Review: RLPO Opening Night ****1/2
It’s been quite a week for Eric Lu.
While other 20-year-olds were preparing to go back to college after the summer, the youthful virtuoso from Bedford, Massachusetts, was busy charming the jury (led by Liverpool’s own Paul Lewis) at the prestigious Leeds Piano Competition with a sparkling performance of Beethoven’s Fourth Piano Concerto.
And then, having taken the top prize, he immediately hotfooted it across the Pennines to make his debut at the Philharmonic Hall, reprising his award-winning performance this time with the RLPO and Vasily Petrenko in this buoyant opening concert of the 2018/18 season.
Liverpool’s new link with the triennial Leeds festival is a welcome addition to the season, even if it meant a very last minute confirmation of the full programme for this first concert (reliant on what the Leeds winner chose to play in the competition).
But as Petrenko pointed out in an introduction to Brahms’ First Symphony after the interval, Lu’s choice of Beethoven turned out to be a perfect combination with the German Romantic’s lauded musical “successor”. But more of that anon.
Physically, Lu is all awkward angles, tall and rake-thin, but there’s nothing awkward or angular about his playing which has an understated elegance.
There are, after all, no grandiose ‘eroics in this most poetic of Ludwig Van’s piano works which is all beauty and no bombast.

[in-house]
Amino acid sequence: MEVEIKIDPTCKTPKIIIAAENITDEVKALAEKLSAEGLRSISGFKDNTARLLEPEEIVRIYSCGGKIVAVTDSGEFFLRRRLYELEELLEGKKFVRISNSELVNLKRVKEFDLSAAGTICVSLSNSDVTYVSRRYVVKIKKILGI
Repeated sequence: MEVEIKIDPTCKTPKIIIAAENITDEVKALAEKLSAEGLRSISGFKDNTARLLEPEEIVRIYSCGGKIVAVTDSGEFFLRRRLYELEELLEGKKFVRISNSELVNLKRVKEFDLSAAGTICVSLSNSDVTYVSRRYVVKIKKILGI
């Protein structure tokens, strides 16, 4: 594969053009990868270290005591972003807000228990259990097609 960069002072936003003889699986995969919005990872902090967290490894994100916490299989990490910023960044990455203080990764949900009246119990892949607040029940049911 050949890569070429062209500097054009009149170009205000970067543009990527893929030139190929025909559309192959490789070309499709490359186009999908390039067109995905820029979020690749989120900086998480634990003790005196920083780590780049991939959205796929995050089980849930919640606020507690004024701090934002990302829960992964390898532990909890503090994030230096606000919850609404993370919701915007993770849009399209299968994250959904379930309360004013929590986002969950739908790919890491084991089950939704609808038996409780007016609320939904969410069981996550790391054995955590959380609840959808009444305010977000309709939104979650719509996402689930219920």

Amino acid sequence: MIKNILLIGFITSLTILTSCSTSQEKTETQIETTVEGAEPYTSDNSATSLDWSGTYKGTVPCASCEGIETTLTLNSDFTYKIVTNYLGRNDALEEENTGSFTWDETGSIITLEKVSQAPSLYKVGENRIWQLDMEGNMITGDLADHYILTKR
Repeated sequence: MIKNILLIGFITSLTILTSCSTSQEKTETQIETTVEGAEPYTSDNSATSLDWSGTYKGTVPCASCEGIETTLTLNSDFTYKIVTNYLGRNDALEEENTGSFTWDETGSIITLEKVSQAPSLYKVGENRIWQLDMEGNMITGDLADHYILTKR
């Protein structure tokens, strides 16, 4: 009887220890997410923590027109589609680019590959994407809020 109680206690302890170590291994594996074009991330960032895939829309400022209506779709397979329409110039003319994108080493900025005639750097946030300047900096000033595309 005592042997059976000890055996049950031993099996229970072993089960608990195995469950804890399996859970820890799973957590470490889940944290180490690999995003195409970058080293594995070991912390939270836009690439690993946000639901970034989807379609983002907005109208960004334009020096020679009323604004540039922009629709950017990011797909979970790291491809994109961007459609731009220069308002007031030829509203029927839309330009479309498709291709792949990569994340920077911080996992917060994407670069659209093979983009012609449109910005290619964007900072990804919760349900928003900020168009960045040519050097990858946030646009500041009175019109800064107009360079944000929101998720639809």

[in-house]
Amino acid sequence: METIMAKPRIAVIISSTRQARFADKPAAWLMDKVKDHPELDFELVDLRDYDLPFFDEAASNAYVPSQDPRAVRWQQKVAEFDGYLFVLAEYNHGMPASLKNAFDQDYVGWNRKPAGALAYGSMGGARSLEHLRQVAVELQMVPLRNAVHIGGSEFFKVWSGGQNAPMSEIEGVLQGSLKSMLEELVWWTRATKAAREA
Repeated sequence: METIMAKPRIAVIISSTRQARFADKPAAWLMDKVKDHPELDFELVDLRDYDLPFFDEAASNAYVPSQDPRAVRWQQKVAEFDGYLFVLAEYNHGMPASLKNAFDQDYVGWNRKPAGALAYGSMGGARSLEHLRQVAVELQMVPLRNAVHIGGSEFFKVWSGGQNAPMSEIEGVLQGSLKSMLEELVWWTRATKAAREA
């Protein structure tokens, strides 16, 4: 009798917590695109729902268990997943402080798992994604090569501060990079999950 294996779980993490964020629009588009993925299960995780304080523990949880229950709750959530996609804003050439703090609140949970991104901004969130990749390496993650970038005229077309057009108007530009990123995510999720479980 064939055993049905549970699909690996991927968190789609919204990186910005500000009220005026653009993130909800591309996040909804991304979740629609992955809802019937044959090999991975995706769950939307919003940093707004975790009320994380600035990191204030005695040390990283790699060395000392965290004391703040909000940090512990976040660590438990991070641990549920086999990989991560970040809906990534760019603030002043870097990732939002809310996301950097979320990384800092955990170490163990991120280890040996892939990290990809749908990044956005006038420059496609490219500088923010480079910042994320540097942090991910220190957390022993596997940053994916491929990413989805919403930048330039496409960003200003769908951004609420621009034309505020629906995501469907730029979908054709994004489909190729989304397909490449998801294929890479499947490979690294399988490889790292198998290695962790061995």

And Lu was quietly impressive, his slender fingers rippling with delicacy and crisp dexterity up and down the keyboard while the Phil, under Petrenko, provided cashmere-soft accompaniment.
Vasily Petrenko. Photo by Mark McNulty. Top: Eric Lu. Photo courtesy of Leeds Piano Competition
This is the season of Brahms in Hope Street, and the conductor launched the Phil’s ‘Brahms project’, where else, at the beginning with the composer’s first symphony, a work Brahms toiled over for almost two decades.
Schumann, Petrenko told the opening night audience, declared Brahms the savior of German music…”then he died of madness.” No pressure for Brahms then.
The work is part nod to his predecessor (yes, you’ll come out humming Ode to Joy), but part Brahms as his own man, as Petrenko explained, wrestling with the conflict in rhythms and in harmonies.
It opens with a pulsing kettle drum heartbeat over lamenting strings, and a rather lovely melody winding through the woodwind and cellos, with the RLPO playing in easy, expansive fashion.
The andante, played in warm and sinuous fashion, brought both a delightful sliver of oboe solo, and a succulent violin solo for Thelma Handy, while the Phil pulled out all the proverbial stops in a final movement which had both radiance and a blistering finale.
The season is definitely open.